With fears still fresh that Egypt may become a radical Islamic state, Egyptian President Mohamed Morsi released a group of radical Islamists who were imprisoned for militancy during Hosni Mubarak's 30-year rule, Reuters reports.
A total of 17 Islamists, through their attorney, say a pardon from Morsi resulted in their release from prison. Many of them had been imprisoned since the 1990s and at least three had been condemned to death, according to the lawyer, Ibrahim Ali. The 17 men released in the last few days include members of the radical Islamic group, al-Gama'a al-Islamiya, two of which are accused of killing a police officer and a third accused of killing another police officer in a separate incident.
Reuters could not reach a presidential spokesperson for comment but a security source said the men had been released on Morsi's orders.
The Islamic Group was instrumental in the armed insurrection against the Egyptian government in the 1990s and Islamic jihad movement behind the 1981 assassination of former Egyptian President Anwar Sadat.
The group has also been an outspoken in advocating for the release of Sheikh Omar Abdel Rahman, or "The Blind Sheikh," currently serving a life sentence in the U.S. for his role in the 1993 World Trade Center bombings.
If you recall, the U.S. State Department has recently found themselves in hot water for inviting Hani Nour Eldin, also member of al-Gama'a al-Islamiya and an Egyptian politician, to meetings in the White House with senior Obama administration and State Department officials.
Some view the pardon as an effort by Morsi to satisfy hardline Islamists that helped him get elected after he promised to implement Islamic law. Still, there are Islamists that want him to go further with his newly found power and release more jailed terrorists.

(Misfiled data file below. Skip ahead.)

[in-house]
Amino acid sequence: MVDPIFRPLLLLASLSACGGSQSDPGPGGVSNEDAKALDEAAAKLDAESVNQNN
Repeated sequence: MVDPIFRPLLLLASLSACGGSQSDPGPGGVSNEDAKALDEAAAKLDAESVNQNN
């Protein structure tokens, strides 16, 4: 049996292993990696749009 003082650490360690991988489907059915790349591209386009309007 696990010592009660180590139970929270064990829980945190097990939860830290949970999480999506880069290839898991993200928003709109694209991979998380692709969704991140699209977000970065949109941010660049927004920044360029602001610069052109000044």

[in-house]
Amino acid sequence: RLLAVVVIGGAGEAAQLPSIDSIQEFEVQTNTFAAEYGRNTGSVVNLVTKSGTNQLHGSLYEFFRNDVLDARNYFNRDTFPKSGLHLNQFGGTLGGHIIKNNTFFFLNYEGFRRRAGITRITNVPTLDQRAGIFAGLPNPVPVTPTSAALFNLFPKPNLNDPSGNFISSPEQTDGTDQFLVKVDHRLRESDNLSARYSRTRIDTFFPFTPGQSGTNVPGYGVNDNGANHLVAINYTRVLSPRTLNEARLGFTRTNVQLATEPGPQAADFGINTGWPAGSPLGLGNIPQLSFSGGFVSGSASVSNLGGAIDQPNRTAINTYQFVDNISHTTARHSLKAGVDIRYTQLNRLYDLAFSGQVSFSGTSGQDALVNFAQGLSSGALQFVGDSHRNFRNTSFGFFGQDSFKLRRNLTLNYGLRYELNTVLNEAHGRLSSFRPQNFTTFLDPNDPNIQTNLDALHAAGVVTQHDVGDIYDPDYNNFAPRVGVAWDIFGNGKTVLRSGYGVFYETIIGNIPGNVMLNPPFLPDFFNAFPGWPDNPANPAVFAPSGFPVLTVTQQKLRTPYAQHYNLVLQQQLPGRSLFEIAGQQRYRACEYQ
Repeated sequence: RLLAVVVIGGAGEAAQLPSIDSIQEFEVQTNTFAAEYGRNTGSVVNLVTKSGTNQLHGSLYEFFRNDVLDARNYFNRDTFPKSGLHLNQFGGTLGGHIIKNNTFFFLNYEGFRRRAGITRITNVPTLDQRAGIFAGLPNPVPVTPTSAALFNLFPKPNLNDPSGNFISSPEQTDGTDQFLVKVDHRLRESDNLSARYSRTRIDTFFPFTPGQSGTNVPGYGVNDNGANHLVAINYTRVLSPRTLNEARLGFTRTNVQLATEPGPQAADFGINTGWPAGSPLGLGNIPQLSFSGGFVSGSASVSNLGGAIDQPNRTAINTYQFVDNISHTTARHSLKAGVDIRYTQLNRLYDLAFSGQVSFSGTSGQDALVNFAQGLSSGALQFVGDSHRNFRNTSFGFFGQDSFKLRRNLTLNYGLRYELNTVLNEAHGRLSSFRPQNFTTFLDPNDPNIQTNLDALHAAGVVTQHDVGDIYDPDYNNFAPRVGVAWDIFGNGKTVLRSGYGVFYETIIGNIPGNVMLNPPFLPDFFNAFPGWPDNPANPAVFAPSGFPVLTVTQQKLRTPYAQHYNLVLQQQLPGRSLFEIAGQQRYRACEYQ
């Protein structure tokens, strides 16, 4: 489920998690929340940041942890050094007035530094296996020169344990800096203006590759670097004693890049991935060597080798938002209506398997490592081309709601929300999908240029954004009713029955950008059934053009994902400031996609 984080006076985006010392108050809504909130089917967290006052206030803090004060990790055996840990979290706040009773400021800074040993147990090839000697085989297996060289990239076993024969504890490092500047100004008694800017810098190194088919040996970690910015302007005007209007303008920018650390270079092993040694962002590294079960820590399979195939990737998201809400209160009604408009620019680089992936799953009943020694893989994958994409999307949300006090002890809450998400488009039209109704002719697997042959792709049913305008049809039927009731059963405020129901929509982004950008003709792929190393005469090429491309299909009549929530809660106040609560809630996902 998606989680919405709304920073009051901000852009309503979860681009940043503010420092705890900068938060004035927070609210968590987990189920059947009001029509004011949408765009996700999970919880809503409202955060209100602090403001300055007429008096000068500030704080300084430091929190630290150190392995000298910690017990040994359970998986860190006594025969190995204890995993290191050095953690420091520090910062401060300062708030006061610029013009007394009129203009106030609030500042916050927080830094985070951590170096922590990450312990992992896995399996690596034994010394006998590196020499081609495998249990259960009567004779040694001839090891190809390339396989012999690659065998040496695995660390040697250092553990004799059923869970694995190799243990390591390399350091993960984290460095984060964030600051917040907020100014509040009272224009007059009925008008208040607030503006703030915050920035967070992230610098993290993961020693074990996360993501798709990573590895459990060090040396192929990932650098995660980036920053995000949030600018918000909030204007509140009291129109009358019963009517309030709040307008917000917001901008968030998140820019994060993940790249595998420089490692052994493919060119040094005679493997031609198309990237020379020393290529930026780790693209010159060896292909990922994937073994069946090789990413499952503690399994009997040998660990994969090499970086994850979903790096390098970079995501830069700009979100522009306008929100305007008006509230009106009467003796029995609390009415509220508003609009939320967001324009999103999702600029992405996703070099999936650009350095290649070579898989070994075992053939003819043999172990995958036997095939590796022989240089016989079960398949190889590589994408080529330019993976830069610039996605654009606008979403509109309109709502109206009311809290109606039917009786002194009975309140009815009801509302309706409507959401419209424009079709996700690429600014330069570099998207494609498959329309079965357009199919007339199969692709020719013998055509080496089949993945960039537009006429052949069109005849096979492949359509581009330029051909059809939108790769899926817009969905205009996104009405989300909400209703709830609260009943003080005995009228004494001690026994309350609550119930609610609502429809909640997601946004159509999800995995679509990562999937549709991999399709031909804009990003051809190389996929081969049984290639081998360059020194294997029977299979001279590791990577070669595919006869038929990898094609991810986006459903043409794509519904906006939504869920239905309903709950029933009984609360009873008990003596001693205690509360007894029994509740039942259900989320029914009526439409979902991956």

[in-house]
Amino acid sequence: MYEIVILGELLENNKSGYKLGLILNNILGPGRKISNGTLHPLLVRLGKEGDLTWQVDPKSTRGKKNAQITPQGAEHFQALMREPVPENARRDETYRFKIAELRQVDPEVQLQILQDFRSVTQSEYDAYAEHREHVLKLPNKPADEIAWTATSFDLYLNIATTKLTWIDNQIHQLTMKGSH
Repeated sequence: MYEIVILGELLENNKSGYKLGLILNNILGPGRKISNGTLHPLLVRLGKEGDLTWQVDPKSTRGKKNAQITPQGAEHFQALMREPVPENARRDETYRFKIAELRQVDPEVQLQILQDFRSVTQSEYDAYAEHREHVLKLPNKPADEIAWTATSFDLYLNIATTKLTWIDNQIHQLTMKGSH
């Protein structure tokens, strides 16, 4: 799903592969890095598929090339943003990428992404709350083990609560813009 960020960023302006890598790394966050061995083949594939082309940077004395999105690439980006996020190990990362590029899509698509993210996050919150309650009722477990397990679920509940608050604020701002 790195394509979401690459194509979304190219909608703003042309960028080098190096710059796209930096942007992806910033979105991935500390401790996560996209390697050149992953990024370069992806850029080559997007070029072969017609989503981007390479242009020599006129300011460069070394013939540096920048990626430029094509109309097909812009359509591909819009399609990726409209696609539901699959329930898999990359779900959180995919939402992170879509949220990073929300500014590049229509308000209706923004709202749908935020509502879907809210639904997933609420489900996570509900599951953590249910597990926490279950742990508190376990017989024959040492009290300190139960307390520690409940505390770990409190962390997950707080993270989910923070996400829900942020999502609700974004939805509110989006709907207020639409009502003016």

Further, roughly 2,000 Islamists have been released from prison in 18 months since Mubarak was ousted as Egypt's leader, according to Islamist lawyers. A number of them were released on the orders of the council of military generals that "steered the transition," Reuters reports.
Among the men released from prison in Egypt over the past year and a half are high-profile figures like Abboud al-Zumar, known for supplying ammunition for the Sadat assassination. Mohamed al-Zawahri, brother of al Qaeda kingpin Ayman al-Zawahri, also walked free earlier in 2012 after spending nearly a decade in jail.
Reuters has more background on al-Gama'a al-Islamiya:
More than 1,000 people were killed between 1992 and 1997 in al-Gama'a al-Islamiya's campaign against the state.
The violence culminated in the 1997 Luxor massacre carried out by a group of al-Gama'a al-Islamiya members who ignored a ceasefire declared by the group's leaders. They killed 62 people, mostly foreign tourists, at a pharaonic temple. In 2003, the group published books renouncing violence.
Al-Gama'a al-Islamiya has moved into the political mainstream since Mubarak was removed from power, setting up a political party, winning seats in parliamentary elections and later campaigning on Mursi's behalf in the presidential vote.
Mursi had promised to work for the release of Sheikh Omar Abdel Rahman, the group's spiritual leader who is serving a life sentence in the United States for planning attacks in New York.
Al-Gama'a al-Islamiya has called on Mursi to release the last few dozen Islamists still being held from the Mubarak era.
According to lawyers working for their release, Mursi had sought to secure freedom for all the Islamists still being held, but the security forces had blocked the move, signaling the resistance he is facing from unreformed security agencies.
"Those remaining must be released," said Tareq al-Zumar, a senior member of al-Gama'a al-Islamiya.
Egypt's newly-elected president has yet to speak publicly about the pardon even though the radical Islamic al-Gama'a al-Islamiya group has publicly thanked him for the release of their members, who they say were innocent victims who suffered at the hands of Mubarak.
"Mursi is paying off a political debt," said Nabil Abdel Fattah, a political analyst. "This carries a message: that even those who were condemned to death can be released," Abdel Fattah said.